Through all its anger, Yellow Back Radio Broke-Down nevertheless repeatedly affirms the possibility of imagination and creation—both as cures and as hexes. We have here a tale of defensive and retaliatory magic. Yellow Back Radio Broke-Down is the third novel of Reed’s novels I’ve read (after Mumbo Jumbo and The Free-Lance Pallbearers), and my favorite thus far. Frankly, I needed the novel right now in a way that I didn’t know that I needed it until I read it; the contemporary novel I tried to read after it felt stale and boring. So I read Yellow Back Radio Broke-Down again. The great gift here is that Reed’s novel answers to the final line of Loop’s prayer to the Loa: “Teach them that anywhere people go they have experience and that all experience is art.” Like the children of Yellow Back Radio, Reed creates his own fiction, and invites us to do the same. Very highly recommended.

[Ed. note—Biblioklept originally ran this review in February of 2017.]

A review of Pierre Senges’ confounding novel Geometry in the Dust

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Describing Geometry in the Dust is a challenge. I’ve deleted so many openings now and my frustration is mounting: so some very basic description:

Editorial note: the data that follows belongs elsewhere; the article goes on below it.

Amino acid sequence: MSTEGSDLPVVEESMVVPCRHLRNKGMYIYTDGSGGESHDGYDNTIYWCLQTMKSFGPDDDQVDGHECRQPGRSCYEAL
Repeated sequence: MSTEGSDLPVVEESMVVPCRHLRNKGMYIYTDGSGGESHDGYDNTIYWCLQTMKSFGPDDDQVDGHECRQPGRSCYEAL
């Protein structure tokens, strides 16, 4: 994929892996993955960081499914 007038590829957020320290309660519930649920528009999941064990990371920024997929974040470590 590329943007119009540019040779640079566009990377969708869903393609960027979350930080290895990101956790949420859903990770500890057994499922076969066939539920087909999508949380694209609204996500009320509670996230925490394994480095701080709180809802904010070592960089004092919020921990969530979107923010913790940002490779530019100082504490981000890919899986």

Geometry in the Dust is a novel by the French author Pierre Senges with accompanying illustrations by the Oubapo comix artist Killoffer. The novel was originally published in France (as Géométrie dans la poussière) in 2004. The English translation is by Jacob Siefring, and was published by Inside the Castle earlier this year. Geometry in the Dust is 117 pages and includes 22 black and white illustrations. The prose is set in two columns per page, with infrequent inclusions of inset notes of a smaller font obtruding into the text proper. The typeset is Venetian. The book is approximately 217cm long, 172cm tall, and 10cm thick. It weighs approximately 210 grams.